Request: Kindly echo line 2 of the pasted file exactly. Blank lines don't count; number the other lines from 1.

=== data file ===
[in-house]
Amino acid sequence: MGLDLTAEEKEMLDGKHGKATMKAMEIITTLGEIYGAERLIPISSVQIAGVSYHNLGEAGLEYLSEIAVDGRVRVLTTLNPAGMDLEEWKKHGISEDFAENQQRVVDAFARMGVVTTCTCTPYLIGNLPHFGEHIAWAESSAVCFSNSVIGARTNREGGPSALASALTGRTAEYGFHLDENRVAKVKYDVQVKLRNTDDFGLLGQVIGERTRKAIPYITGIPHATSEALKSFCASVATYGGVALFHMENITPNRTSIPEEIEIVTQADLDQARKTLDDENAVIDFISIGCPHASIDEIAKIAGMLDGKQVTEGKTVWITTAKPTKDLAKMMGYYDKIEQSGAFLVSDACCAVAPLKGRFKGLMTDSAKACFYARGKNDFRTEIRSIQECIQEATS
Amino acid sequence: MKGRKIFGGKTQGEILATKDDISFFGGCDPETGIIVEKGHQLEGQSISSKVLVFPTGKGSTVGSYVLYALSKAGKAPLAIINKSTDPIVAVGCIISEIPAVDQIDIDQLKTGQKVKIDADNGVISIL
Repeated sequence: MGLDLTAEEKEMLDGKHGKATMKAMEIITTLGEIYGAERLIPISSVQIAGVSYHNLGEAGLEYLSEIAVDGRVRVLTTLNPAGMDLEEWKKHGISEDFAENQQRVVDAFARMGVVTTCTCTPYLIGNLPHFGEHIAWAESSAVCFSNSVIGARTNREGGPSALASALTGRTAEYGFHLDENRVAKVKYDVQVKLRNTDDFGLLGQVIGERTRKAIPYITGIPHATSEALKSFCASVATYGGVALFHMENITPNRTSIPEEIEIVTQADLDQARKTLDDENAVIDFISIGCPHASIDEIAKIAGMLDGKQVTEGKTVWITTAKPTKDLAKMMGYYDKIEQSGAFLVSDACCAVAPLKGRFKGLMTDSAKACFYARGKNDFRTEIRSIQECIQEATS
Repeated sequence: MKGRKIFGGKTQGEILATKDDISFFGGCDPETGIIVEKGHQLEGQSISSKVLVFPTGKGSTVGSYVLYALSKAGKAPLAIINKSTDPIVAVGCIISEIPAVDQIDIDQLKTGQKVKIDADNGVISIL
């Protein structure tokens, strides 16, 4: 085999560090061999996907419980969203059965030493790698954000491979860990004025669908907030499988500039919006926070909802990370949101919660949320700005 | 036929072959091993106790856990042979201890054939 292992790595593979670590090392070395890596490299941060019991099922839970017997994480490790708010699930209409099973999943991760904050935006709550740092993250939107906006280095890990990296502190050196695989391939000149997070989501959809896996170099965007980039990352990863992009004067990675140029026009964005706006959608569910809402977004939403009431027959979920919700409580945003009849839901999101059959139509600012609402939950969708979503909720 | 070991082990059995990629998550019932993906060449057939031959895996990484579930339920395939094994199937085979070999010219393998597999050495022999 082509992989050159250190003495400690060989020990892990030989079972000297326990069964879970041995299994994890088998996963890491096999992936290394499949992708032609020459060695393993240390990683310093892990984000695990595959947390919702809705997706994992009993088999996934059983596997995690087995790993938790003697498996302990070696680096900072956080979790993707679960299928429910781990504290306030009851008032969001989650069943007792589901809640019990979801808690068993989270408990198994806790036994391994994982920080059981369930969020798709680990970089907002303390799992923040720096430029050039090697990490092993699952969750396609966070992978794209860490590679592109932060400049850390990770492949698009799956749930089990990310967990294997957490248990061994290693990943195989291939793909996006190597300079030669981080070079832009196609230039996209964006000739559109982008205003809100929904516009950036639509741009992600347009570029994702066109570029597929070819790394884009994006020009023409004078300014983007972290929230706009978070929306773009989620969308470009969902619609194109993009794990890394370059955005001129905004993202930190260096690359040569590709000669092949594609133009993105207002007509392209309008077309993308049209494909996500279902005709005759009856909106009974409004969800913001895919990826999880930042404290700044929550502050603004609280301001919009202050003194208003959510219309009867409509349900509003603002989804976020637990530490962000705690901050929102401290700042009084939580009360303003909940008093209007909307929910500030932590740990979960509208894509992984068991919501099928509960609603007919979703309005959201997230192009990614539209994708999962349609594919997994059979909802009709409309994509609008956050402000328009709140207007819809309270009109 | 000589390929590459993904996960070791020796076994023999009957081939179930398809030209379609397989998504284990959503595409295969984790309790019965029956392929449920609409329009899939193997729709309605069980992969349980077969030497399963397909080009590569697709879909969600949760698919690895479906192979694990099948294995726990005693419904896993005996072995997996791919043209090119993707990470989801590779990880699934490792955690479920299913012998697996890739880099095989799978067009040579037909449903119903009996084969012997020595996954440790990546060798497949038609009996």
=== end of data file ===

Amino acid sequence: MGLDLTAEEKEMLDGKHGKATMKAMEIITTLGEIYGAERLIPISSVQIAGVSYHNLGEAGLEYLSEIAVDGRVRVLTTLNPAGMDLEEWKKHGISEDFAENQQRVVDAFARMGVVTTCTCTPYLIGNLPHFGEHIAWAESSAVCFSNSVIGARTNREGGPSALASALTGRTAEYGFHLDENRVAKVKYDVQVKLRNTDDFGLLGQVIGERTRKAIPYITGIPHATSEALKSFCASVATYGGVALFHMENITPNRTSIPEEIEIVTQADLDQARKTLDDENAVIDFISIGCPHASIDEIAKIAGMLDGKQVTEGKTVWITTAKPTKDLAKMMGYYDKIEQSGAFLVSDACCAVAPLKGRFKGLMTDSAKACFYARGKNDFRTEIRSIQECIQEATS